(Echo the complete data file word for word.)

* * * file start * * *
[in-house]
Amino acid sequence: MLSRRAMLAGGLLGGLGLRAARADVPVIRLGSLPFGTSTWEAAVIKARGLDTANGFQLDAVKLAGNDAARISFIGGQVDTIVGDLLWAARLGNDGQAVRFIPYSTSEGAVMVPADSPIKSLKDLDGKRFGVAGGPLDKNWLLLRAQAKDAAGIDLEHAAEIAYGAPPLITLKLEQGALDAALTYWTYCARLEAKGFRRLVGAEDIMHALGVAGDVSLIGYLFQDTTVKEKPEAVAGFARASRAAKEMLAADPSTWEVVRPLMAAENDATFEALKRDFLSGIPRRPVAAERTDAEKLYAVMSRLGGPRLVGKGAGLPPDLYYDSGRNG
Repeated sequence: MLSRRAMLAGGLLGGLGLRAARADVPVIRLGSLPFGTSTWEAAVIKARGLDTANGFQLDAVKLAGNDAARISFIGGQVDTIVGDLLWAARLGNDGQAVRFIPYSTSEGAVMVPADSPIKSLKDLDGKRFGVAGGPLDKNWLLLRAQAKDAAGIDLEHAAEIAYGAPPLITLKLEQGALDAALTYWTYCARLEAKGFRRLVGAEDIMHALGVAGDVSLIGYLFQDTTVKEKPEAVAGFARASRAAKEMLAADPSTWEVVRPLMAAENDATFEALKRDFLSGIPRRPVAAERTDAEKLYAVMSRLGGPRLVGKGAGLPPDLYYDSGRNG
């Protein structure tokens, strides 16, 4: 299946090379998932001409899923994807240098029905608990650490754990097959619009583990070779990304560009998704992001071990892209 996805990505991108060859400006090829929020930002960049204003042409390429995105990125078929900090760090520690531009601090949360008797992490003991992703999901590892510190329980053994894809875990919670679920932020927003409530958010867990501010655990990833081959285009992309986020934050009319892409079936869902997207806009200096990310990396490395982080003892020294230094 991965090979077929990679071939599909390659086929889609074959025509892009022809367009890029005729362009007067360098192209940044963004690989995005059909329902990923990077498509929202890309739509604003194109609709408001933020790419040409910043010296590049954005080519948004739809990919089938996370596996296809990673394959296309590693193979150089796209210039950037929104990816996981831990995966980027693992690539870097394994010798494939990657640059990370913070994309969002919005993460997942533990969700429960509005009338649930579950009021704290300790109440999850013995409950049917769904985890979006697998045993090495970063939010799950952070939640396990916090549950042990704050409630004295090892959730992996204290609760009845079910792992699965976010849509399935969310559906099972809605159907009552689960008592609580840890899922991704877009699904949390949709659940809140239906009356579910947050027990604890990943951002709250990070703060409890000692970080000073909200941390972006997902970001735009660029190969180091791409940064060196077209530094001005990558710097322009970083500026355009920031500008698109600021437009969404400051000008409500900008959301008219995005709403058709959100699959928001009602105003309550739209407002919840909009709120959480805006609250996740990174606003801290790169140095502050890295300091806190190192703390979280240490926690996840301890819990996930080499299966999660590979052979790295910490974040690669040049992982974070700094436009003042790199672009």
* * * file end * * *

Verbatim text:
[in-house]
Amino acid sequence: MLSRRAMLAGGLLGGLGLRAARADVPVIRLGSLPFGTSTWEAAVIKARGLDTANGFQLDAVKLAGNDAARISFIGGQVDTIVGDLLWAARLGNDGQAVRFIPYSTSEGAVMVPADSPIKSLKDLDGKRFGVAGGPLDKNWLLLRAQAKDAAGIDLEHAAEIAYGAPPLITLKLEQGALDAALTYWTYCARLEAKGFRRLVGAEDIMHALGVAGDVSLIGYLFQDTTVKEKPEAVAGFARASRAAKEMLAADPSTWEVVRPLMAAENDATFEALKRDFLSGIPRRPVAAERTDAEKLYAVMSRLGGPRLVGKGAGLPPDLYYDSGRNG
Repeated sequence: MLSRRAMLAGGLLGGLGLRAARADVPVIRLGSLPFGTSTWEAAVIKARGLDTANGFQLDAVKLAGNDAARISFIGGQVDTIVGDLLWAARLGNDGQAVRFIPYSTSEGAVMVPADSPIKSLKDLDGKRFGVAGGPLDKNWLLLRAQAKDAAGIDLEHAAEIAYGAPPLITLKLEQGALDAALTYWTYCARLEAKGFRRLVGAEDIMHALGVAGDVSLIGYLFQDTTVKEKPEAVAGFARASRAAKEMLAADPSTWEVVRPLMAAENDATFEALKRDFLSGIPRRPVAAERTDAEKLYAVMSRLGGPRLVGKGAGLPPDLYYDSGRNG
């Protein structure tokens, strides 16, 4: 299946090379998932001409899923994807240098029905608990650490754990097959619009583990070779990304560009998704992001071990892209 996805990505991108060859400006090829929020930002960049204003042409390429995105990125078929900090760090520690531009601090949360008797992490003991992703999901590892510190329980053994894809875990919670679920932020927003409530958010867990501010655990990833081959285009992309986020934050009319892409079936869902997207806009200096990310990396490395982080003892020294230094 991965090979077929990679071939599909390659086929889609074959025509892009022809367009890029005729362009007067360098192209940044963004690989995005059909329902990923990077498509929202890309739509604003194109609709408001933020790419040409910043010296590049954005080519948004739809990919089938996370596996296809990673394959296309590693193979150089796209210039950037929104990816996981831990995966980027693992690539870097394994010798494939990657640059990370913070994309969002919005993460997942533990969700429960509005009338649930579950009021704290300790109440999850013995409950049917769904985890979006697998045993090495970063939010799950952070939640396990916090549950042990704050409630004295090892959730992996204290609760009845079910792992699965976010849509399935969310559906099972809605159907009552689960008592609580840890899922991704877009699904949390949709659940809140239906009356579910947050027990604890990943951002709250990070703060409890000692970080000073909200941390972006997902970001735009660029190969180091791409940064060196077209530094001005990558710097322009970083500026355009920031500008698109600021437009969404400051000008409500900008959301008219995005709403058709959100699959928001009602105003309550739209407002919840909009709120959480805006609250996740990174606003801290790169140095502050890295300091806190190192703390979280240490926690996840301890819990996930080499299966999660590979052979790295910490974040690669040049992982974070700094436009003042790199672009």